With such a strong cast and production team (Martin “GoodfellasScorsese and Luc “Leon” Besson), how could The Family be such a ridiculously unfunny and drawn out affair? De Niro applied his usual gangster schtick BUT to no avail. Especially when we’ve seen him poke fun at himself before and a whole lot better. Just watch Analyze This. Hell, even check out the mediocre sequel.

Luckily De Niro and Pfeiffer were a great pairing. BUT Dianna Agron (Stunning though she is. What?) plays such a flat character. Her silly little love subplot with her French teacher was so cliched. A shame considering the potential she showed during an altercation involving a tennis racket. While John D’Leo’s cocky schoolboy just annoyed the hell out of me.

NOT even Tommy Lee Jones with his hang dog expression could save the day. In fact, he looked just as fed up as I did watching the film.

The plot and tone were all over the place. It took a good hour before anything really made you smile or interested. It stuttered along. Bordering on either ridiculous or just plain dull. Desperate to be dark and funny and failing on both counts.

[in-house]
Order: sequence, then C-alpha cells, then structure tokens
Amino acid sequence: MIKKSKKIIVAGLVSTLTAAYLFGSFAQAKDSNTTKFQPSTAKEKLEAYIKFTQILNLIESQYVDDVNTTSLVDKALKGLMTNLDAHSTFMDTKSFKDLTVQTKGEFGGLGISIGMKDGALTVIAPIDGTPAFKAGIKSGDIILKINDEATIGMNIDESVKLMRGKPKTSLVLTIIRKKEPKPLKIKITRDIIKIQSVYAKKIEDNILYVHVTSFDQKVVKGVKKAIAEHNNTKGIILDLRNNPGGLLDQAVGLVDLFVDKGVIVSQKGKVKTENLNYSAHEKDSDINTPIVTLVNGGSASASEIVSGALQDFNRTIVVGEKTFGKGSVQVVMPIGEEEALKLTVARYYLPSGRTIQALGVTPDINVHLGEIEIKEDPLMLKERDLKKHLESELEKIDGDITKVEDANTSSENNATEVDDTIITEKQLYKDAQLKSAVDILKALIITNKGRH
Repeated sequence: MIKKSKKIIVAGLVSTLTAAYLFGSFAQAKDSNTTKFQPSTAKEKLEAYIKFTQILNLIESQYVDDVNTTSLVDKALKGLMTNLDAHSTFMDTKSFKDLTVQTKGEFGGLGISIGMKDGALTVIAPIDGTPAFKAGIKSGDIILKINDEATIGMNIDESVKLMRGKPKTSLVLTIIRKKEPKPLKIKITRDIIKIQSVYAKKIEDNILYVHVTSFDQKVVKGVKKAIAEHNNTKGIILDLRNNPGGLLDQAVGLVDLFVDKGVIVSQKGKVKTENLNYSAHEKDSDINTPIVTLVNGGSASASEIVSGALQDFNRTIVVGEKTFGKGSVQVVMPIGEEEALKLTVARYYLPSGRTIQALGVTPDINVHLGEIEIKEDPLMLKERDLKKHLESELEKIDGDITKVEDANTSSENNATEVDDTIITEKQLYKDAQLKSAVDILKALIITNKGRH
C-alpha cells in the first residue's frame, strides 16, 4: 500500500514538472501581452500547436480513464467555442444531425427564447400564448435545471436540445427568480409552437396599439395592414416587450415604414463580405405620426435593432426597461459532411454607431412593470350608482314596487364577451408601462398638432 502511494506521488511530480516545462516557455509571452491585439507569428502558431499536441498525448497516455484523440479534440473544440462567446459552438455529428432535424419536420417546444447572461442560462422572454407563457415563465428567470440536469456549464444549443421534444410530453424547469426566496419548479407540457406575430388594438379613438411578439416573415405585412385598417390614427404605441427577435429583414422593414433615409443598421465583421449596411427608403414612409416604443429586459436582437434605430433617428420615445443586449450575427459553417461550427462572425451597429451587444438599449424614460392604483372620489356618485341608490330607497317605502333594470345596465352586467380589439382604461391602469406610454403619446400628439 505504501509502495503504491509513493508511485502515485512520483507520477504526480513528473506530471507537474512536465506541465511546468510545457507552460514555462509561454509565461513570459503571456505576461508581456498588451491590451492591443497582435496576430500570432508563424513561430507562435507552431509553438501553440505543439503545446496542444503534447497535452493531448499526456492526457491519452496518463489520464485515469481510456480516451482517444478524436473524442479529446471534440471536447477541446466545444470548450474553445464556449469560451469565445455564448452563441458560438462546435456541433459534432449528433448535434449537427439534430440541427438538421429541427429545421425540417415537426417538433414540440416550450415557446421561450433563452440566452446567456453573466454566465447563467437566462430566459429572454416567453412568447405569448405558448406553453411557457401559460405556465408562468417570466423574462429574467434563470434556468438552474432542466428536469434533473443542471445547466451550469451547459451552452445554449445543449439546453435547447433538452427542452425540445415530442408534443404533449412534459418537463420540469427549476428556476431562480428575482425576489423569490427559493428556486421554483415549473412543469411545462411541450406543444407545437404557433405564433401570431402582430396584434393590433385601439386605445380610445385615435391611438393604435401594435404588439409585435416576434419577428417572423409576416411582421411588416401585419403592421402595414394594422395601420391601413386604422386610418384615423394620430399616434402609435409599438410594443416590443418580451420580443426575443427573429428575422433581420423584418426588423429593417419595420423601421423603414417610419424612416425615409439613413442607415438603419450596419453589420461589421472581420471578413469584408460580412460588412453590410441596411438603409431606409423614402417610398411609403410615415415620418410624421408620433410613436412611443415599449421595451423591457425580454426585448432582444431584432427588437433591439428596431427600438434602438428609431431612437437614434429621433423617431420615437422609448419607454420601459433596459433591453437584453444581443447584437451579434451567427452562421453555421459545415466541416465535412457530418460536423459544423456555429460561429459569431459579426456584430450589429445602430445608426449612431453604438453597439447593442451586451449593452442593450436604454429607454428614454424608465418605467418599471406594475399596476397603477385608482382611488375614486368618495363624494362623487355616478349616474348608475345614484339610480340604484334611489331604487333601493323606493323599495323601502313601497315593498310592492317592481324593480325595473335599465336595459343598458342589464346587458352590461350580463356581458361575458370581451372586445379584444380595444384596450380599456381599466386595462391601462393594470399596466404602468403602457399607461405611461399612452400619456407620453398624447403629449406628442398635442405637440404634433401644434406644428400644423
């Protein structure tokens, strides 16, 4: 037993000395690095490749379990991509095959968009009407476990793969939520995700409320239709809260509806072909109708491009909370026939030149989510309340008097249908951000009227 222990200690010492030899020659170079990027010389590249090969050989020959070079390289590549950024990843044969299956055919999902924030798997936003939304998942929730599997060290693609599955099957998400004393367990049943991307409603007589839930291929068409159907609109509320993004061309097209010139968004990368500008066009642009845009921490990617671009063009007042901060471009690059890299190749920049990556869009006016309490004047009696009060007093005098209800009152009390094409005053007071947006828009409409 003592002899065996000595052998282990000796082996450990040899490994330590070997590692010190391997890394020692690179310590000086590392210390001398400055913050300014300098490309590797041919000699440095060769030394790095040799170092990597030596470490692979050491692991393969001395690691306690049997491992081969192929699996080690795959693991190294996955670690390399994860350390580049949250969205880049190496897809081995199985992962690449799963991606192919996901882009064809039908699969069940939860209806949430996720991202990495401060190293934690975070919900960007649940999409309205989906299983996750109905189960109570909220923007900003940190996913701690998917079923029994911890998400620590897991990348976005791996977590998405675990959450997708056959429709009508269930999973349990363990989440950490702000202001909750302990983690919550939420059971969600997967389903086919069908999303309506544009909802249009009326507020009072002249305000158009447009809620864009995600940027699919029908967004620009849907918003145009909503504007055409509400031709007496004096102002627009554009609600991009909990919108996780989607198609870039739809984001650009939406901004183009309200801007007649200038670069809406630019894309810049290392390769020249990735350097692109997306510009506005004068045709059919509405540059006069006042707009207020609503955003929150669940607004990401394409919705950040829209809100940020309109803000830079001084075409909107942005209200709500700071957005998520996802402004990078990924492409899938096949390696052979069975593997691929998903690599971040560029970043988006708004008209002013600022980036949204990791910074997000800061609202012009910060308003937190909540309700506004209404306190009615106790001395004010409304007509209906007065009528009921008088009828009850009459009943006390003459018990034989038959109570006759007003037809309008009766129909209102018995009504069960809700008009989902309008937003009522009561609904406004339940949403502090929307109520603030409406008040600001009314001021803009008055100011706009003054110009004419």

A mess. For example, Pfeiffer’s Maggie is insulted by the French shopper so she blows up the supermarket?! De Niro’s “Fred” doesn’t like having brown water ooze out of his taps so he beats up a plumber and drags a water company executive across the tarmac. If you found that funny, then give this a go. Believe me, I’m making it sound better.

To be honest, things did improve when Jones and De Niro hooked up. Their exchanges delivered the best lines;

Jones’ Stanfield: “How can I be your friend if you hate me?”

De Niro’s Fred: “You’re alive. Look at my best friends. I killed them all.”

BUT it wasn’t enough. I sat patiently drudging through all this “build up”. Waiting for a ridiculous high octane shoot em up finale. Everything was there, ripe for the taking and for five minutes (That’s right. Five minutes!), my attention was finally piqued. I was finally into it and then it just ended.

The film must have been desperate for jokes because it had to rely on in-jokes. There was one scene in which De Niro and Jones meet at a film screening. The film was Goodfellas. Cue a cheeky wink from the man himself. Some say lazy, I say needed. It got a smile out of me.

Besson should have taken lessons from the fantastic TV show Lillyhammer with Steven van Zandt. The premise had so much potential and failed so badly. That cast must have needed the money. Good moments does not a good movie make!

 

2/5